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Publication numberUS8127145 B2
Publication typeGrant
Application numberUS 11/387,342
Publication dateFeb 28, 2012
Filing dateMar 23, 2006
Priority dateMar 23, 2006
Also published asEP1837795A1, US20070226517
Publication number11387342, 387342, US 8127145 B2, US 8127145B2, US-B2-8127145, US8127145 B2, US8127145B2
InventorsTerence W. O'Brien, Richard Schmalbach, John Blessing, Jeffrey L. Murray
Original AssigneeHarris Corporation
Export CitationBiBTeX, EndNote, RefMan
External Links: USPTO, USPTO Assignment, Espacenet
Computer architecture for an electronic device providing a secure file system
US 8127145 B2
Abstract
A secure file service includes a cryptographic processor (302, 602) and a secure file system (301, 601). The cryptographic processor is comprised of a trusted microprocessor and a trusted operating system executing on the trusted cryptographic processor. The cryptographic processor includes hardware and software for accessing at least one classified data file from the secure file system, decrypting the classified data file, and serving the classified data file in decrypted form to a secure user processor (402, 502, 702) that has requested the file. The secure file system can be either a single-level secure file system (301) or a multi-level secure file system (601).
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Claims(31)
We claim:
1. A method for providing a secure file service, comprising:
providing a computer system for operation in an unsecure environment, said computer system comprising a secure file services module and a secure user processor which is separate and distinct from said secure file services module, each configured to secure data contained therein wherein said secure file services module and said secure user processor are embodied on the same computing device;
providing first and second secure communication paths in said unsecure environment directly between said secure file services module and said secure user processor, said first secure communication path being separate from said second secure communication path and configured to physically secure data communicated thereover by employing physically secure communication path hardware, said second secure communication path configured to exclusively support user sign-on services and to only software secure data communicated thereover;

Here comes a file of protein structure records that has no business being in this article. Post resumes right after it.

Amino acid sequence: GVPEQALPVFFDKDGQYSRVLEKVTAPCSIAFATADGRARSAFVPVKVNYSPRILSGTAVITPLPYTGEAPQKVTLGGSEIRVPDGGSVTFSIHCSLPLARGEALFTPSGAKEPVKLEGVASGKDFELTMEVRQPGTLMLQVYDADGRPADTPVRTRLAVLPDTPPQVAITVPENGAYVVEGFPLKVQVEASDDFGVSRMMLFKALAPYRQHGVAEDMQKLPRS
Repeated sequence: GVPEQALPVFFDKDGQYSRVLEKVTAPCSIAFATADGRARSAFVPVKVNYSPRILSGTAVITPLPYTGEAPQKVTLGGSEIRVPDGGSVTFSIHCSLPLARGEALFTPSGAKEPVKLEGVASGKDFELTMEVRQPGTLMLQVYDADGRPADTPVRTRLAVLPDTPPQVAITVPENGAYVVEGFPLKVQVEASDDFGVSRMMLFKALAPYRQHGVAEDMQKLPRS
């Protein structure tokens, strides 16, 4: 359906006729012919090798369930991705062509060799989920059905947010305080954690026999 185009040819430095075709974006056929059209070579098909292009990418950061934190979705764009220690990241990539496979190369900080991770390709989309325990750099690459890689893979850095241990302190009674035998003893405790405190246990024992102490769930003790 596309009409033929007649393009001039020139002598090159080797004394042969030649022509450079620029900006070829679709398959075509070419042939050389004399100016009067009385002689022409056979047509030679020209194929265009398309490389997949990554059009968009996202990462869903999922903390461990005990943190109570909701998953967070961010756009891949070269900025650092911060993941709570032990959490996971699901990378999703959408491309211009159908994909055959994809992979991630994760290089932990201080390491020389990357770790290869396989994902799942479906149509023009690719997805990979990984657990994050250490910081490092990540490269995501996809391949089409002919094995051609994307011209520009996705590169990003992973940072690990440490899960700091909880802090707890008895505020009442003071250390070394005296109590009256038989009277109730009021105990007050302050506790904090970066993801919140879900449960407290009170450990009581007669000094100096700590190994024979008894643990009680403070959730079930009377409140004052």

communicating an authentication request to said secure file services module over said second secure communication path, said secure file services module including a file system control interface, a client access interface, a cryptographic processor and a secure file system hosted by said cryptographic processor;
providing an authentication of said user using said file system control interface;
communicating to said client access interface over said first secure communication path a request from said secure user processor for a classified data file;
responsive to said request, accessing said secure file system containing said classified data file;
decrypting said classified data file with said cryptographic processor;
and communicating said classified data file to said secure user processor in decrypted form through said first secure communication path.
2. The method according to claim 1, further comprising selecting said cryptographic processor to include one or more hardware based encryption services that facilitate the encryption and decryption of classified data files.
3. The method according to claim 2, further comprising selecting said hardware based encryption services from the group consisting of a hardware implemented cryptographic algorithm, a random number generator, and an exponentiator.
4. The method according to claim 1, further comprising selecting said secure file system from the group consisting of a single-level secure file system and a multi-level secure file system.